>>
>> Not sure what that means. If you mean power outs, they are very rare.
>
>IIRC, UPS's (not to spark off ;)  another debate) are known for straightening
>out power surges, small spikes, and other non-conforming anti-sine-waves.
>I'm guessing that a cleaner signal as such would less approximate
>jump-discontinuities in the wave form, harsh slopes, etc., that might change
>the wear and tear on the equipment. All educated guessing, but from my
>engineering background.
>

Ah! UPS. I read it as ups's as in ups and downs. I assumed you were
talking about supply fluctuations.

We don't need UPS. All the computer rooms and most of the offices are
on very stable supplies. Mean time between fails is years. Even the
domestic supply that my home PCs are on hardly ever fails. I can only
remember one fail in the last few years.


--
Steve Wolstenholme Neural Planner Software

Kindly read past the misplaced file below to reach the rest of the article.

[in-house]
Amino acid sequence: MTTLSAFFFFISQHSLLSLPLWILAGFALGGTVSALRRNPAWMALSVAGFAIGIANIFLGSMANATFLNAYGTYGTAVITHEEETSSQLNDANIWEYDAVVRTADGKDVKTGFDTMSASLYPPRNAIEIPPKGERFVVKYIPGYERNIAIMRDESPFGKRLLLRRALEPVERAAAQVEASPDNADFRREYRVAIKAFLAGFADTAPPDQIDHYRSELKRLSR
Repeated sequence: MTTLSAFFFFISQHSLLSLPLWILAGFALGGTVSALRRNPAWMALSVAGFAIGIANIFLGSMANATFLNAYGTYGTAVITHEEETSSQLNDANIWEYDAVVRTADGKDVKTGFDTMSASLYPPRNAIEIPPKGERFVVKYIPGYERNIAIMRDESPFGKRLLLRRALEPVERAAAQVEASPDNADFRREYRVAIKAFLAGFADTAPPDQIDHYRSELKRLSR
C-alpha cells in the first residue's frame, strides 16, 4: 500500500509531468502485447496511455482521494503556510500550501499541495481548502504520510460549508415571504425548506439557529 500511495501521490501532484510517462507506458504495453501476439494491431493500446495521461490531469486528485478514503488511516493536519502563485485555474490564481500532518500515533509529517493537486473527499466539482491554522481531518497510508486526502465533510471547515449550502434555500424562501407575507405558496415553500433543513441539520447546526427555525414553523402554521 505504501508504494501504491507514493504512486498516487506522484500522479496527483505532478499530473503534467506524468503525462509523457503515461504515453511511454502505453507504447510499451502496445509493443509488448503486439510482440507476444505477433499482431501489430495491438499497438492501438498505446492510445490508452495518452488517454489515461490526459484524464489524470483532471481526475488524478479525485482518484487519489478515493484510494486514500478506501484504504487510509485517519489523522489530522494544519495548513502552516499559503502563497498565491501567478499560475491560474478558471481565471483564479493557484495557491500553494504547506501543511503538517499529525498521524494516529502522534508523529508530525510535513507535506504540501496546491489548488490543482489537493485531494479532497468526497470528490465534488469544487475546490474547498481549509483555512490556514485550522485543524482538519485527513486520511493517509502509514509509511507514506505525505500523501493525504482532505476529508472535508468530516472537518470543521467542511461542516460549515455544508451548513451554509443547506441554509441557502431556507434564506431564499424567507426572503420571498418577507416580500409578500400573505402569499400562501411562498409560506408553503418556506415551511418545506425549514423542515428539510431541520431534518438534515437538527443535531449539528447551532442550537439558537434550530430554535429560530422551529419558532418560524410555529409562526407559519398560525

EasyNN-plus. The easy way to build neural networks.
http://www.easynn.com
Anonymous
February 15, 2005 9:22:05 PM

Archived from groups: alt.sys.pc-clone.dell,alt.comp.anti-virus,alt.comp.virus (More info?)

Ah, you're lucky. Out here in the remote wilds of Central Massachusetts, not 30
miles from the metropolis of Boston, power outages, drops, and surges are all
too frequent, even within industrial complexes. UPS equipment is a necessity
for one who cares about the reliability of ones computers and the continued
availability of ones data.

Together with the crumbling highways and aging decrepit railroads, I guess this
means that the U.S. infrastructure is falling apart even as we now speak. Or
maybe it was never as good as we all thought it was? ... Ben Myers

On Tue, 15 Feb 2005 18:01:53 +0000, steve@tropheus.demon.co.uk wrote:

>On Tue, 15 Feb 2005 16:02:47 GMT, "Thomas G. Marshall"